Saturday, October 16, 2010
I had a really good time at APE this year in San Francisco, and actually spent some money this time. I thought I had written off cons for good, vowing to stay away unless I'm there to make money and promote my own work. But something drew me back to APE.
The event was considerably larger, with a lot more professional-level work on display. And it was a friendly, diverse crowd, with a broad range of genres and styles represented. Although, I found myself wanting to see more African and African-American artists, or at least more artists who draw and paint black characters. APE is still a very white and Asian event, which makes me appreciate ECBACC and OnyxCon even more. Nonetheless, I did manage to find several inspiring works to add to my collection, including prints and comics. One in particular was by Corey Bass (above). (http://c-tristan.deviantart.com/) He has his own world and mythos in the works, and has a real talent for nuanced and poetic storytelling. His drawing and painting skills are still developing, but I'm already looking forward to what he has on the table next year.
This was also the first time that I actually used the map in the program to bookmark tables with works I wanted to buy. The strategy worked well, although I lost track of a few tables because I started off marking the wrong wing of the Concourse. I also decided to travel light, and cut way down on the cards and leave-behinds. Illustrator Maggie Cheung (above) had a few really nicely drawn and painted prints. I picked up her "Monday" bear, and a vibrant sketch of a building in Hong Kong.
I also had the pleasure of meeting Mike Manomivibul (below) (http://www.mikemanoart.com)/2010/04/finally-moonfleet.html. His surreal ocean-themed illustrations remind me of Lovecraft's Dagon. I especially love how Manomivibul uses light and shadow, and a monochromatic color palette.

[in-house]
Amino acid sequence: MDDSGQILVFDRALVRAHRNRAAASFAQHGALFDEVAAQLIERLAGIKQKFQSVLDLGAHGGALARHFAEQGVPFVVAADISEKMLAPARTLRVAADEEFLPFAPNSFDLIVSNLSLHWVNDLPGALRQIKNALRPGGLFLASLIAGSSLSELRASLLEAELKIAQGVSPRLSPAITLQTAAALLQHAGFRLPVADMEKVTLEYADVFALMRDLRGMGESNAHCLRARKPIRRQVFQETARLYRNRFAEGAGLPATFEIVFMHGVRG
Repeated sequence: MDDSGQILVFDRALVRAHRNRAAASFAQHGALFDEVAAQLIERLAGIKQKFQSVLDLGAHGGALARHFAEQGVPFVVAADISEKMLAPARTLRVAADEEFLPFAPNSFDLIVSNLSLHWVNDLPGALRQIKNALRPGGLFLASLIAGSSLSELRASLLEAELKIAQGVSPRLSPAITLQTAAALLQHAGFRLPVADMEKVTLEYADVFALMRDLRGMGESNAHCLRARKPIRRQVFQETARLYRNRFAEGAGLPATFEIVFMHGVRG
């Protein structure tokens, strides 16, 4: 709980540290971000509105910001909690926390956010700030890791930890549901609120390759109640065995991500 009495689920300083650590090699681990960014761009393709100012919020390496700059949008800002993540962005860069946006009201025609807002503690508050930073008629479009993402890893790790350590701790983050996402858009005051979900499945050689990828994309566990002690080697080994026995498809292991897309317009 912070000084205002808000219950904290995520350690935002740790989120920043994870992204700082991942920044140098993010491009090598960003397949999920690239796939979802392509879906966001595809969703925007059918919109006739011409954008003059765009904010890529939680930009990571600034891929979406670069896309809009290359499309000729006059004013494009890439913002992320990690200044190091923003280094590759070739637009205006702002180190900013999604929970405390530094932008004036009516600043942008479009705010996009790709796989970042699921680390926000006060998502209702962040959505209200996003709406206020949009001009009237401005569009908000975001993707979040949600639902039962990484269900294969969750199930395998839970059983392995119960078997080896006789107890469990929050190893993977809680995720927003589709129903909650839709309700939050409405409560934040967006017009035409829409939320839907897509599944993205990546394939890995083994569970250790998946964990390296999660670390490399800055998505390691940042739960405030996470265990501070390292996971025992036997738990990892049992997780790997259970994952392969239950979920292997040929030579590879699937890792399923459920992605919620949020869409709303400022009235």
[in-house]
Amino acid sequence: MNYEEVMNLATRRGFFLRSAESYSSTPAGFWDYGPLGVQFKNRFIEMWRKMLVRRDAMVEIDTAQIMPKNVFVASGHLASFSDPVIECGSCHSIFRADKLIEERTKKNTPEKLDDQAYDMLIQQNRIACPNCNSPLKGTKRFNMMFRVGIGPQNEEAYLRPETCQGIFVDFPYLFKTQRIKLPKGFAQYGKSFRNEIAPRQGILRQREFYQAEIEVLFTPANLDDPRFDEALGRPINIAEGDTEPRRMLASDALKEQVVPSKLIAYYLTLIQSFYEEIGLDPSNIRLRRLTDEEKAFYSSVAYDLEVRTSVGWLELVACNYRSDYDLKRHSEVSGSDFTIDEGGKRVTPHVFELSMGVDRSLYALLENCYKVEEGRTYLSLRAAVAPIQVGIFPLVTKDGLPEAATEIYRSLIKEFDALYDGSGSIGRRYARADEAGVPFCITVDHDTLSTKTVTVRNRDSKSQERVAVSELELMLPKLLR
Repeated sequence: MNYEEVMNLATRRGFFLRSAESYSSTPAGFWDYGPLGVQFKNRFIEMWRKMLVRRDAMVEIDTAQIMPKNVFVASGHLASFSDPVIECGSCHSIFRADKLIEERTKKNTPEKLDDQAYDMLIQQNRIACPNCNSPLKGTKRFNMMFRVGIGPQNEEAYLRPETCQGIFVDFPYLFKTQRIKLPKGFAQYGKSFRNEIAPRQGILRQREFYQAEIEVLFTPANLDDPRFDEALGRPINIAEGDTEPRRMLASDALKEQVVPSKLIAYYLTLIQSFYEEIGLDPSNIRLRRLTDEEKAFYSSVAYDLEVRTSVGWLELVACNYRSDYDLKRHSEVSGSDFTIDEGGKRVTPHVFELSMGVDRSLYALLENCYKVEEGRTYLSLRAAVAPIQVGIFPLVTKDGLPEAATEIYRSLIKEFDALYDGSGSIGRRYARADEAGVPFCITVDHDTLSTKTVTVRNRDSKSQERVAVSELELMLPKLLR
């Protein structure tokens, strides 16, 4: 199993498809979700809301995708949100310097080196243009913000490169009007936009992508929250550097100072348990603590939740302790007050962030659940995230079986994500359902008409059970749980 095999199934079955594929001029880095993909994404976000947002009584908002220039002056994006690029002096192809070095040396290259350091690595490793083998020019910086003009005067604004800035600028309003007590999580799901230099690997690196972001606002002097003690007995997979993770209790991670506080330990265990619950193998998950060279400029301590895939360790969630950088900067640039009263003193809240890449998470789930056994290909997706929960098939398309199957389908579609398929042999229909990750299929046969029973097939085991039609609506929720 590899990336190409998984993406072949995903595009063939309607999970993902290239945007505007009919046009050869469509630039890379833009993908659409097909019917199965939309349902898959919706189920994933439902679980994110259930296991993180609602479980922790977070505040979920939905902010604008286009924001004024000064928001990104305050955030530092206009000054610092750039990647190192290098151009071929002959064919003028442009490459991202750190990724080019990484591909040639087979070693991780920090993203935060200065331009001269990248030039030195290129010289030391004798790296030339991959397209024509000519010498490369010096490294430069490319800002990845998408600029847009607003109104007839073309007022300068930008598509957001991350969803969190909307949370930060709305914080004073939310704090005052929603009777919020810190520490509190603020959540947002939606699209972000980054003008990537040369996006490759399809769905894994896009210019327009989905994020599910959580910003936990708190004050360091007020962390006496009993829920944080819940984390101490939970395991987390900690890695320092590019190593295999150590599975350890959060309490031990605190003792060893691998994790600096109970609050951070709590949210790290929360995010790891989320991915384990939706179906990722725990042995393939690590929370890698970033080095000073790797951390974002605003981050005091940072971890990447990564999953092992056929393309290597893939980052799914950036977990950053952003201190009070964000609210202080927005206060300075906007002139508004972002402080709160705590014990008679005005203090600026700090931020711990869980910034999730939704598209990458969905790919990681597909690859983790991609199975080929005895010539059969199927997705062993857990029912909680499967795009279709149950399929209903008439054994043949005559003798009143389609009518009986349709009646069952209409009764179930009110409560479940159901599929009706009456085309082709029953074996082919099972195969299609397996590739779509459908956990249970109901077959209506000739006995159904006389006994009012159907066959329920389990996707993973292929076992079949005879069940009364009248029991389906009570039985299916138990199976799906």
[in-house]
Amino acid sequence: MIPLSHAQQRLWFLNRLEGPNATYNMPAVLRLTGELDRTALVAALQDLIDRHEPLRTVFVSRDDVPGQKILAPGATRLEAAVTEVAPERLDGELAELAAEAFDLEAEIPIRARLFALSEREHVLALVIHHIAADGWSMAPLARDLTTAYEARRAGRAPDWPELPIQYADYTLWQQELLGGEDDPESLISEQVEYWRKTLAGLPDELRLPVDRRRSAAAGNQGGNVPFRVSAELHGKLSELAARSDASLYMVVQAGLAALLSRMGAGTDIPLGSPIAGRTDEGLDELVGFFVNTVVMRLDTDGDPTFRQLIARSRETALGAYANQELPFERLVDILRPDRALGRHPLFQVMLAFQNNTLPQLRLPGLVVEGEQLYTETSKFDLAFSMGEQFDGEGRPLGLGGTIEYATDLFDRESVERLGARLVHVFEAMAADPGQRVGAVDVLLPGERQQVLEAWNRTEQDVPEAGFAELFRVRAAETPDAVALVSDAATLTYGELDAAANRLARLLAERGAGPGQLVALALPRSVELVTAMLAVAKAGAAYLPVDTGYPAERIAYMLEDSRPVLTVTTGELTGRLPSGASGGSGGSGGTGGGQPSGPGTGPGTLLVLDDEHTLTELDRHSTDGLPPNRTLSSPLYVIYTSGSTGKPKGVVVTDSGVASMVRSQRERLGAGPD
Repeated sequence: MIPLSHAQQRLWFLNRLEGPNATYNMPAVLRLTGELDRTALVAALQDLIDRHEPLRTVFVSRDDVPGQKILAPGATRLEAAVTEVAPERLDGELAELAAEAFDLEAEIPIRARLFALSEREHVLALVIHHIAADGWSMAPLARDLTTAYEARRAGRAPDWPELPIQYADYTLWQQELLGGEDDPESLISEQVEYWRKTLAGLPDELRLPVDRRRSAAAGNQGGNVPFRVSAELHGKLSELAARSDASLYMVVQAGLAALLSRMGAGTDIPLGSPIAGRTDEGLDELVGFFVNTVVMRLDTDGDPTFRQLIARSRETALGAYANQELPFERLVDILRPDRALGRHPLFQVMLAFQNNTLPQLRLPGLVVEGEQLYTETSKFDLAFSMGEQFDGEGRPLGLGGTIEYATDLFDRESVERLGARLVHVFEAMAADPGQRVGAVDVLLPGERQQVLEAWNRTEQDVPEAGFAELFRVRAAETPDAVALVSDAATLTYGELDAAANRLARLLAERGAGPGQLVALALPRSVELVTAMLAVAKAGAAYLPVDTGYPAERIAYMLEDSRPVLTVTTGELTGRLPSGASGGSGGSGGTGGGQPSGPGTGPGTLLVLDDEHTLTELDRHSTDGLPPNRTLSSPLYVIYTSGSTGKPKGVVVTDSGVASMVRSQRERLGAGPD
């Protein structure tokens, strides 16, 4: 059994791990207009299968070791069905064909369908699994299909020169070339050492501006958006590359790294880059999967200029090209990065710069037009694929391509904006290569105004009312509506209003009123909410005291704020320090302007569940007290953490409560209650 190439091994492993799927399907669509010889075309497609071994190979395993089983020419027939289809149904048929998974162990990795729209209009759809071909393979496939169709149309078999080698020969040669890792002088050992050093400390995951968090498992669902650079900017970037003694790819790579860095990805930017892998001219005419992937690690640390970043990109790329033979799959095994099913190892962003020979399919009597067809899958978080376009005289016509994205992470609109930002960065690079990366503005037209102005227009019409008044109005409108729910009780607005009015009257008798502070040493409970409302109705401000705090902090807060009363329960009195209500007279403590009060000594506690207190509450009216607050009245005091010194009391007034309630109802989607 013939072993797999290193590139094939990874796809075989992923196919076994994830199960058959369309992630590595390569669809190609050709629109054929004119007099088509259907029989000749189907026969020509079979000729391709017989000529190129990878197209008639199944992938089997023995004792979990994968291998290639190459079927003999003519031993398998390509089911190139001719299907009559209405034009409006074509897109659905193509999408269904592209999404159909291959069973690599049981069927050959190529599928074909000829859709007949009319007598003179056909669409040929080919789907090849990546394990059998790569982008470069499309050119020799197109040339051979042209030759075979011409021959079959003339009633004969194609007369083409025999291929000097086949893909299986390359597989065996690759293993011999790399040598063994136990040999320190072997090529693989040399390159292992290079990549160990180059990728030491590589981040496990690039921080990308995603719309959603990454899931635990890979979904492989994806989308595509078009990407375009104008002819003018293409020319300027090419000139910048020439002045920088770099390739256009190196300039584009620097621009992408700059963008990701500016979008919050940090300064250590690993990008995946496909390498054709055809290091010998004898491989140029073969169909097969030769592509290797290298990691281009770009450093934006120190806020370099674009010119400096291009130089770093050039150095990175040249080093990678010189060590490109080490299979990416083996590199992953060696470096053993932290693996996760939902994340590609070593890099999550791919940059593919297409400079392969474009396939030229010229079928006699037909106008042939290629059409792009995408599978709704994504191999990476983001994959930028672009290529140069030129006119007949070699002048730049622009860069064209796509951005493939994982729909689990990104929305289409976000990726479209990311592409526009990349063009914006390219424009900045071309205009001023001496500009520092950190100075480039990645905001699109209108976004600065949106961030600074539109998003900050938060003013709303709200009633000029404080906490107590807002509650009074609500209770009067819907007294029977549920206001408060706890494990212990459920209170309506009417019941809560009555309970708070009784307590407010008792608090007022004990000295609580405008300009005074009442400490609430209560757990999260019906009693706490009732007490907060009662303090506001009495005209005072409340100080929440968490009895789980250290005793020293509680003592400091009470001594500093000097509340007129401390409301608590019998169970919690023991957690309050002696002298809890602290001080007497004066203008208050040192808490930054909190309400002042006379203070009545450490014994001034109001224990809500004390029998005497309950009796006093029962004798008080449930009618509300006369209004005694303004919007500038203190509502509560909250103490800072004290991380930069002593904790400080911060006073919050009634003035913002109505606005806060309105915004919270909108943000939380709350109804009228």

It's inspiring to see so many independent creators willing to invest time and energy into their dreams and passions. The best work came from artists who clearly had a phenomenal work ethic and a solid grounding in the fundamentals. But I still wonder what exactly leads one to a sense of belonging at these kinds of events. Some groups look like they're at a family reunion. It must be a matter of showing up regularly at many events and developing a following. Collaboration also seems to be a huge factor both in staying motivated, and having a sizable body of work to show.
Another master of grayscale is Grim Wilkins (below). His graphic novel "Love Story in the Woods" does a lot with few words, and some wonderfully dynamic compositions and marks. (http://grimwilkins.blogspot.com/)
Another to answer the "call" to do an independent comic was actually youth social worker by day. He shared with me that his semi-autobiographical strip was an important outlet. SJSU alum, Justin Orr also had a couple of great sketchbooks for sale. As did Argentinian concept artist Nicolas Villarreal. His book has an inspiring mix of environments and character concepts.
I wish I had the time to list and describe it all, but let's just say that APE 2010 was by far the most memorable comic book convention for me in a very long time. I'm looking forward to next year's.